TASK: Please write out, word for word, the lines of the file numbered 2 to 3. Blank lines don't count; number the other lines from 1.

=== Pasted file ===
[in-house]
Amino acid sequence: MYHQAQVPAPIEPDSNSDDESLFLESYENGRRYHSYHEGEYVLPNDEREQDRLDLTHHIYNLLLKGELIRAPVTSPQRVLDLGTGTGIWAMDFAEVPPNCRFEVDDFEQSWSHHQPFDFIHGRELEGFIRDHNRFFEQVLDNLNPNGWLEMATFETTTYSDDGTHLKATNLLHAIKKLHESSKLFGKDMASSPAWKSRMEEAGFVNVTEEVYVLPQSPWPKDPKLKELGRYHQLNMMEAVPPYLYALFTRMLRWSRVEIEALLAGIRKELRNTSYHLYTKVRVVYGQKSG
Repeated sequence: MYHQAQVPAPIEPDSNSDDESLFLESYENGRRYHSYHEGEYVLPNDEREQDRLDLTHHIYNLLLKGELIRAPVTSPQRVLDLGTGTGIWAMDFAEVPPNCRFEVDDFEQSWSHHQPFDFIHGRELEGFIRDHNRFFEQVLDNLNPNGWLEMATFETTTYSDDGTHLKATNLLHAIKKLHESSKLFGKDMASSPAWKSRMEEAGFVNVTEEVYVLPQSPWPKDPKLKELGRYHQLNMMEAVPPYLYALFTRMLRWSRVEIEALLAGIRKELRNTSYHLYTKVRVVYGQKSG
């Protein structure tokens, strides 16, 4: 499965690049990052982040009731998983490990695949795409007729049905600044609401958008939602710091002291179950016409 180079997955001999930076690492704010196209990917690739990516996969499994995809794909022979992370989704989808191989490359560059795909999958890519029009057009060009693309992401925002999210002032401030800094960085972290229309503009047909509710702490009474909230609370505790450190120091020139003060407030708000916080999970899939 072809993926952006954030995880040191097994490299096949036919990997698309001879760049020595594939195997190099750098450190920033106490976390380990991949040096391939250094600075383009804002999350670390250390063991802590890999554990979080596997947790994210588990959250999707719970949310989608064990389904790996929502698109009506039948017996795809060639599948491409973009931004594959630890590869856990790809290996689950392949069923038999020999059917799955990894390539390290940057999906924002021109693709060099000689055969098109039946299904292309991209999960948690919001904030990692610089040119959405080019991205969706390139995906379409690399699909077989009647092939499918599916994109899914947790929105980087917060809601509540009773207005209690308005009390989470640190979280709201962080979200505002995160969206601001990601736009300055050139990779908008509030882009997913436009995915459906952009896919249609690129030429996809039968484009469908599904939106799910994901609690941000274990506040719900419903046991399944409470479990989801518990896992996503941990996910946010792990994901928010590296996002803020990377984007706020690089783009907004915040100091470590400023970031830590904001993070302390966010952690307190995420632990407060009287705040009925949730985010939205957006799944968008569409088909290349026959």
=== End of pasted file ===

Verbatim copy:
Amino acid sequence: MYHQAQVPAPIEPDSNSDDESLFLESYENGRRYHSYHEGEYVLPNDEREQDRLDLTHHIYNLLLKGELIRAPVTSPQRVLDLGTGTGIWAMDFAEVPPNCRFEVDDFEQSWSHHQPFDFIHGRELEGFIRDHNRFFEQVLDNLNPNGWLEMATFETTTYSDDGTHLKATNLLHAIKKLHESSKLFGKDMASSPAWKSRMEEAGFVNVTEEVYVLPQSPWPKDPKLKELGRYHQLNMMEAVPPYLYALFTRMLRWSRVEIEALLAGIRKELRNTSYHLYTKVRVVYGQKSG
Repeated sequence: MYHQAQVPAPIEPDSNSDDESLFLESYENGRRYHSYHEGEYVLPNDEREQDRLDLTHHIYNLLLKGELIRAPVTSPQRVLDLGTGTGIWAMDFAEVPPNCRFEVDDFEQSWSHHQPFDFIHGRELEGFIRDHNRFFEQVLDNLNPNGWLEMATFETTTYSDDGTHLKATNLLHAIKKLHESSKLFGKDMASSPAWKSRMEEAGFVNVTEEVYVLPQSPWPKDPKLKELGRYHQLNMMEAVPPYLYALFTRMLRWSRVEIEALLAGIRKELRNTSYHLYTKVRVVYGQKSG